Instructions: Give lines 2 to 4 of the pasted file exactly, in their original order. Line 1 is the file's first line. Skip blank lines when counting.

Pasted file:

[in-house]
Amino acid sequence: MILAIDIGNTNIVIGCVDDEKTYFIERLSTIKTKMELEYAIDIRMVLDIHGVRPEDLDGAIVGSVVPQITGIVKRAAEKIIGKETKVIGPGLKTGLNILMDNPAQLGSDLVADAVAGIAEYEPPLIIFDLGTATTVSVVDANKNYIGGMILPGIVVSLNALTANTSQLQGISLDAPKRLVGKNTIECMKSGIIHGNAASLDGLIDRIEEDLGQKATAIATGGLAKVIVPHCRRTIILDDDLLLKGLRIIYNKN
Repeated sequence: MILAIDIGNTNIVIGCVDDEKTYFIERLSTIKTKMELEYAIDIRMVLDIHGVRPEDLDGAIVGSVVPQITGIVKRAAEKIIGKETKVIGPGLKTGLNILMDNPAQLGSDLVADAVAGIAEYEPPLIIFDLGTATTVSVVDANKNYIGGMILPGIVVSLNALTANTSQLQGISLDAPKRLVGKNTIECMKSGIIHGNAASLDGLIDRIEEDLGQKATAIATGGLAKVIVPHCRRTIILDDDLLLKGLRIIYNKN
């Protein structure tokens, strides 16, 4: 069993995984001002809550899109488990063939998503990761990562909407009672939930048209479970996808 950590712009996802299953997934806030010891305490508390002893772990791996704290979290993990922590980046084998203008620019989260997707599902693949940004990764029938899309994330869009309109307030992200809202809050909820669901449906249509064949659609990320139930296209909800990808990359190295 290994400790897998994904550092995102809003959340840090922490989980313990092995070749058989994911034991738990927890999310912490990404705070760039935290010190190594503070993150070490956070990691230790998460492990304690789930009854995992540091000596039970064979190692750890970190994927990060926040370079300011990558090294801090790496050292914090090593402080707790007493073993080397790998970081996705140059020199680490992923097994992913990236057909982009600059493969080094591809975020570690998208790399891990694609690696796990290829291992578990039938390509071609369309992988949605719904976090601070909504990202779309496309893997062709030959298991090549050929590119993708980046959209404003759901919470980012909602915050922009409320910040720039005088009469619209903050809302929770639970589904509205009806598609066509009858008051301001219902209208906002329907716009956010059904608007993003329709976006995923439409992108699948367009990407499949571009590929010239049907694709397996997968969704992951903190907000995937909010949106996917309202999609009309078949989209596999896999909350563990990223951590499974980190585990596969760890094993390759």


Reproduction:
Amino acid sequence: MILAIDIGNTNIVIGCVDDEKTYFIERLSTIKTKMELEYAIDIRMVLDIHGVRPEDLDGAIVGSVVPQITGIVKRAAEKIIGKETKVIGPGLKTGLNILMDNPAQLGSDLVADAVAGIAEYEPPLIIFDLGTATTVSVVDANKNYIGGMILPGIVVSLNALTANTSQLQGISLDAPKRLVGKNTIECMKSGIIHGNAASLDGLIDRIEEDLGQKATAIATGGLAKVIVPHCRRTIILDDDLLLKGLRIIYNKN
Repeated sequence: MILAIDIGNTNIVIGCVDDEKTYFIERLSTIKTKMELEYAIDIRMVLDIHGVRPEDLDGAIVGSVVPQITGIVKRAAEKIIGKETKVIGPGLKTGLNILMDNPAQLGSDLVADAVAGIAEYEPPLIIFDLGTATTVSVVDANKNYIGGMILPGIVVSLNALTANTSQLQGISLDAPKRLVGKNTIECMKSGIIHGNAASLDGLIDRIEEDLGQKATAIATGGLAKVIVPHCRRTIILDDDLLLKGLRIIYNKN
């Protein structure tokens, strides 16, 4: 069993995984001002809550899109488990063939998503990761990562909407009672939930048209479970996808 950590712009996802299953997934806030010891305490508390002893772990791996704290979290993990922590980046084998203008620019989260997707599902693949940004990764029938899309994330869009309109307030992200809202809050909820669901449906249509064949659609990320139930296209909800990808990359190295 290994400790897998994904550092995102809003959340840090922490989980313990092995070749058989994911034991738990927890999310912490990404705070760039935290010190190594503070993150070490956070990691230790998460492990304690789930009854995992540091000596039970064979190692750890970190994927990060926040370079300011990558090294801090790496050292914090090593402080707790007493073993080397790998970081996705140059020199680490992923097994992913990236057909982009600059493969080094591809975020570690998208790399891990694609690696796990290829291992578990039938390509071609369309992988949605719904976090601070909504990202779309496309893997062709030959298991090549050929590119993708980046959209404003759901919470980012909602915050922009409320910040720039005088009469619209903050809302929770639970589904509205009806598609066509009858008051301001219902209208906002329907716009956010059904608007993003329709976006995923439409992108699948367009990407499949571009590929010239049907694709397996997968969704992951903190907000995937909010949106996917309202999609009309078949989209596999896999909350563990990223951590499974980190585990596969760890094993390759």